In the beginning of our conversation, this renowned History of Music Professor talks about an opera performance in my home city with sparkling eyes and like a little boy standing in front of a huge Christmas tree. Although David Trippett has already given many interviews about the reconstruction of Sardanapalo, an unfinished Liszt opera that scholars held to be unperformable in the past, this might be the first that starts with such a beautiful appreciation of Budapest…
Why do you find this performance so important?
It is a true milestone for this music to be premiered in Budapest, at such a prestigious concert hall on the banks of the Danube, on Liszt’s birthday, and at the climax of the Liszt Fest. We can call this a kind of homecoming. Even though Liszt settled in Weimar in the late 1840s, he fell into a ‘trifurcated life’, living in Weimar, later also in Rome, but he never turned his back on Pest. He moved between these three centres quite freely. For me, his cultural identity is spread between them, particularly the cities of Pest (later Budapest) and Weimar. I find it a very astute gesture for the Liszt Fest to invite the Staatskapelle Weimar, because it brings together these two great Liszt cities. Budapest has such a rich musical culture, with the distinguished heritage of the Liszt Academy, the archives full of materials, the scholars and archivists who curate Liszt’s legacy, so to perform Sardanapalo here in this city is indeed of special importance.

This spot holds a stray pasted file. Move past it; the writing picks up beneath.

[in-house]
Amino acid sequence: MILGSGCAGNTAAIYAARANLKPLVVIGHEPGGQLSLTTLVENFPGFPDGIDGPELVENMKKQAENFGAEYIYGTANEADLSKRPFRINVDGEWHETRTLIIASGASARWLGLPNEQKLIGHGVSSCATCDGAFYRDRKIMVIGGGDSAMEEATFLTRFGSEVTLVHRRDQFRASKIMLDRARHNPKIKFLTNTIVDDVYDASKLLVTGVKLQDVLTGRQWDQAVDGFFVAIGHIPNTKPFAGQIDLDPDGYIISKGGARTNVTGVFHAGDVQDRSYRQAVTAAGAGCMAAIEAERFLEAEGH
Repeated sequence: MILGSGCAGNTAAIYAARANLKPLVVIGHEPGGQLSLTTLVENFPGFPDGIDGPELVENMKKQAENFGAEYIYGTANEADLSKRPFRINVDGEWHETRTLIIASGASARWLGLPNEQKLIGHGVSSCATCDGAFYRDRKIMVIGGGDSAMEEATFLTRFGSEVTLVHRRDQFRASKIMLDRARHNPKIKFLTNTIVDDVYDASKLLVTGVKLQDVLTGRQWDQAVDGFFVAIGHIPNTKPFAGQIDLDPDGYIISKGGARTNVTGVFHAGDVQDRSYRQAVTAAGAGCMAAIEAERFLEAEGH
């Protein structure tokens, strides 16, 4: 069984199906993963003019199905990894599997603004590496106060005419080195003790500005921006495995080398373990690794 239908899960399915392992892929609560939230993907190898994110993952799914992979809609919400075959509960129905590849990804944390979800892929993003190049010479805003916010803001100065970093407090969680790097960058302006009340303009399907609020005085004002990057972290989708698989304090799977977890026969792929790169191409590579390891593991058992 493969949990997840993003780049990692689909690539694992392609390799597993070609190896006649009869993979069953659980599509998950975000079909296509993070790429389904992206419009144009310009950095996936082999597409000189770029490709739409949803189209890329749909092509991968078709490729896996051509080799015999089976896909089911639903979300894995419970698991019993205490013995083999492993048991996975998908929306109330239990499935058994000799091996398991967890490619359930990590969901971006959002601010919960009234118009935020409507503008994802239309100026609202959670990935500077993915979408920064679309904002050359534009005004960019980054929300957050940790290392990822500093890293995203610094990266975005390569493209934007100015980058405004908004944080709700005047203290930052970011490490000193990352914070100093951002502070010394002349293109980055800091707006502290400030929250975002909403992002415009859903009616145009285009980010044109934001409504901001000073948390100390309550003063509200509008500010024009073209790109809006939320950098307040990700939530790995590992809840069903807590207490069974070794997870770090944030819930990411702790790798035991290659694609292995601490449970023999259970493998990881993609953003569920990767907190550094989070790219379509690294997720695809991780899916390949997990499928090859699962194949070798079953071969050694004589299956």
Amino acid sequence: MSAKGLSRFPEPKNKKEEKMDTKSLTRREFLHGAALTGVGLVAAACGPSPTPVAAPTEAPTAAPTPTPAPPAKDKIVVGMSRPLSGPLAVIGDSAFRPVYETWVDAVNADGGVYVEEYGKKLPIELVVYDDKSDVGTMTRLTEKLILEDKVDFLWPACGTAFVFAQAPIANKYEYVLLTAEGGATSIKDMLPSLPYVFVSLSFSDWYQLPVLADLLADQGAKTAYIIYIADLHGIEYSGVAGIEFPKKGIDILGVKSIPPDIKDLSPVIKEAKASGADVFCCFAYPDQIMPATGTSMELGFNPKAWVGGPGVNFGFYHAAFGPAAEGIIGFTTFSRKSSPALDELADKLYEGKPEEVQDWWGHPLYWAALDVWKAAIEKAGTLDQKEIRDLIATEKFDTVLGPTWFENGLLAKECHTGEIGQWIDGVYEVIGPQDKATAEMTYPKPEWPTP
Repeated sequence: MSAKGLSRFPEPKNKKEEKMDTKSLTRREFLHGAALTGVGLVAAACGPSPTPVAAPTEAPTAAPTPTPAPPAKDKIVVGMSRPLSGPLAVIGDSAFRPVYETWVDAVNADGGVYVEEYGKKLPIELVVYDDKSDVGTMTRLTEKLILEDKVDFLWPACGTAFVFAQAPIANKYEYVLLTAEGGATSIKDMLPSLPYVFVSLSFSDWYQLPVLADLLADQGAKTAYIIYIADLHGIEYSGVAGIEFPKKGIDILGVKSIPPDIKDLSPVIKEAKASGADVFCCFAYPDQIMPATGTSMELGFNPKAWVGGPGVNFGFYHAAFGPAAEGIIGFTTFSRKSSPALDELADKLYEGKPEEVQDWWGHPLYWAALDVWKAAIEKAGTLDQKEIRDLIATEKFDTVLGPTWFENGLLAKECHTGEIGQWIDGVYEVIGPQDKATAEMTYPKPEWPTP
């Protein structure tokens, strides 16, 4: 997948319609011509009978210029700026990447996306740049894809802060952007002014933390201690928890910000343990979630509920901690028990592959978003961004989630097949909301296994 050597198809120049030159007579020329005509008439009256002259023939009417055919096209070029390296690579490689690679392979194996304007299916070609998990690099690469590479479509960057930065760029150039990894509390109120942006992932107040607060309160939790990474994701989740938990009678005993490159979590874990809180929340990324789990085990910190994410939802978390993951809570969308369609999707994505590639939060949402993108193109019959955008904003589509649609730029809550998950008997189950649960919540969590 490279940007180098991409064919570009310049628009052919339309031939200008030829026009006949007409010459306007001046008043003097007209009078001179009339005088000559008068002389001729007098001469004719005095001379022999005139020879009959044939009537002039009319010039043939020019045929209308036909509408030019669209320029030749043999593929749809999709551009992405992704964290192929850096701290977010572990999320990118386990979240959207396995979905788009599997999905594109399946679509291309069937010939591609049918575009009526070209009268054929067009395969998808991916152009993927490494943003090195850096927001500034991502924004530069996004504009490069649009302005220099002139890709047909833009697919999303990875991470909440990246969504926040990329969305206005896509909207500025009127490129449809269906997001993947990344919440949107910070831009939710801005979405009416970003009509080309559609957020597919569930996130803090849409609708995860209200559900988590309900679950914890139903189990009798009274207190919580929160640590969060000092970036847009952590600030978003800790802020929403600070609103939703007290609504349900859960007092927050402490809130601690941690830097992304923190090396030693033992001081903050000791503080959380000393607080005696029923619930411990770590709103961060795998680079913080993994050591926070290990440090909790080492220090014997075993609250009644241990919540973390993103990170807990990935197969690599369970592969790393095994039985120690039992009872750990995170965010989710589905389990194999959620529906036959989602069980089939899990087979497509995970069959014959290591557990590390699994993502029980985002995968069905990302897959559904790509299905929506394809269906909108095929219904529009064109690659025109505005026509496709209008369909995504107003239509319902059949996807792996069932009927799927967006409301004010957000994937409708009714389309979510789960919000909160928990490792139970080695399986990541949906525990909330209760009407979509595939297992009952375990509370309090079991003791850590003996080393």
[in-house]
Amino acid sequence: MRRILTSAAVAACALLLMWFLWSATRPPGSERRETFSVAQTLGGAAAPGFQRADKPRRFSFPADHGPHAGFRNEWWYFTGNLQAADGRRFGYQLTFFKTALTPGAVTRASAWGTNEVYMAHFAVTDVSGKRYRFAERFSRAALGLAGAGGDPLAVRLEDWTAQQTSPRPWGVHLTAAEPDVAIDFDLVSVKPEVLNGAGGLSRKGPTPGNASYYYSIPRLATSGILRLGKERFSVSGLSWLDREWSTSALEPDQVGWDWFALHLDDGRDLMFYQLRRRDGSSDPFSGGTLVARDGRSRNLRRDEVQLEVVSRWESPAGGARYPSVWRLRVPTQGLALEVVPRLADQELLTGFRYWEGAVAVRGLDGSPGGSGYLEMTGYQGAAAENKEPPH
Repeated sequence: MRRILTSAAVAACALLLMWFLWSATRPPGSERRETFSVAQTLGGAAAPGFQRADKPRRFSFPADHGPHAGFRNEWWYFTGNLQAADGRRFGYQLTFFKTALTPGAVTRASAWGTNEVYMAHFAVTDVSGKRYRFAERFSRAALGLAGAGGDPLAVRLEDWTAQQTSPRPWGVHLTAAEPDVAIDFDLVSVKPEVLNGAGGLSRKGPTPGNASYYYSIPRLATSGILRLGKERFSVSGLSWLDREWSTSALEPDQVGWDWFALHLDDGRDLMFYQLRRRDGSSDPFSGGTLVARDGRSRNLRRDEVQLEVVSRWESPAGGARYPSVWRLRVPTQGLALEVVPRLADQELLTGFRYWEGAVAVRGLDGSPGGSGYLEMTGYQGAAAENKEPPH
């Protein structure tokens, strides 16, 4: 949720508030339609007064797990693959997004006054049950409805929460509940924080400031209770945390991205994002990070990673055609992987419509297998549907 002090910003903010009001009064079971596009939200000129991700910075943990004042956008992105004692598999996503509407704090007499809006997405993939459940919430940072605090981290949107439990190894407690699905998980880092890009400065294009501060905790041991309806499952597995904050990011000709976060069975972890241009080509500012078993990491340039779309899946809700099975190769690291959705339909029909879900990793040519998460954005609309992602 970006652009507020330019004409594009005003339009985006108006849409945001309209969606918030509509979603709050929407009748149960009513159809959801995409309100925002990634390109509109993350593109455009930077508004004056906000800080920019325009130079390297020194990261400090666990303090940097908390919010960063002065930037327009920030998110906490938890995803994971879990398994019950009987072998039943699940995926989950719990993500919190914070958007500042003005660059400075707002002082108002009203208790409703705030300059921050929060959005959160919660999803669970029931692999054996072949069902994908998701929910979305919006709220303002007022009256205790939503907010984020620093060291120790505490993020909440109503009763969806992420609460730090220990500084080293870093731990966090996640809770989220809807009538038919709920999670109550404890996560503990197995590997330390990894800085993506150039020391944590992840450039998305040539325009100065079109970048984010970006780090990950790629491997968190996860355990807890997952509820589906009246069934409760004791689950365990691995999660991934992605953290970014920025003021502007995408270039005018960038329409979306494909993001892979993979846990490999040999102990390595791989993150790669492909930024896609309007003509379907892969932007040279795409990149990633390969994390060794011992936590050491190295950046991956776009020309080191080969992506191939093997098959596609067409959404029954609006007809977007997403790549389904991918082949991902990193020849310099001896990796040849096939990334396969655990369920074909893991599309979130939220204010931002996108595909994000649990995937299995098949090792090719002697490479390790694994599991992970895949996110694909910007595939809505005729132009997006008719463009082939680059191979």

Why did Liszt want to write an Italian opera in the first place?